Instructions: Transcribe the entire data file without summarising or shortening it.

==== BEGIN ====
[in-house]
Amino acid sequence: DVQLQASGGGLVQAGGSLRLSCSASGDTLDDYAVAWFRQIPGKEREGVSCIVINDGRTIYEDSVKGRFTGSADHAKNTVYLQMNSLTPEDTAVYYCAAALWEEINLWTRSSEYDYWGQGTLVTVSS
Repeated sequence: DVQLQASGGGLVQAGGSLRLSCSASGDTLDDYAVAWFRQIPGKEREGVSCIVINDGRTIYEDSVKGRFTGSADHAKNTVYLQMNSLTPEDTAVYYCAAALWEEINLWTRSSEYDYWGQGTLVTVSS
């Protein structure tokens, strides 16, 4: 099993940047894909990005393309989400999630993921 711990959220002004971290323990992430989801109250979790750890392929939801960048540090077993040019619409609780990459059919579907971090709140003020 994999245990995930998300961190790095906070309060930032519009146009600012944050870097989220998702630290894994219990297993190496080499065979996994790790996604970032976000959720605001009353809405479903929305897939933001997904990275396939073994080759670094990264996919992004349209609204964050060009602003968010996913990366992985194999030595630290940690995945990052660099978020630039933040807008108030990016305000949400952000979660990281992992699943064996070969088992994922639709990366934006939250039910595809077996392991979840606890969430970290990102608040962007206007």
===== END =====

[in-house]
Amino acid sequence: DVQLQASGGGLVQAGGSLRLSCSASGDTLDDYAVAWFRQIPGKEREGVSCIVINDGRTIYEDSVKGRFTGSADHAKNTVYLQMNSLTPEDTAVYYCAAALWEEINLWTRSSEYDYWGQGTLVTVSS
Repeated sequence: DVQLQASGGGLVQAGGSLRLSCSASGDTLDDYAVAWFRQIPGKEREGVSCIVINDGRTIYEDSVKGRFTGSADHAKNTVYLQMNSLTPEDTAVYYCAAALWEEINLWTRSSEYDYWGQGTLVTVSS
């Protein structure tokens, strides 16, 4: 099993940047894909990005393309989400999630993921 711990959220002004971290323990992430989801109250979790750890392929939801960048540090077993040019619409609780990459059919579907971090709140003020 994999245990995930998300961190790095906070309060930032519009146009600012944050870097989220998702630290894994219990297993190496080499065979996994790790996604970032976000959720605001009353809405479903929305897939933001997904990275396939073994080759670094990264996919992004349209609204964050060009602003968010996913990366992985194999030595630290940690995945990052660099978020630039933040807008108030990016305000949400952000979660990281992992699943064996070969088992994922639709990366934006939250039910595809077996392991979840606890969430970290990102608040962007206007």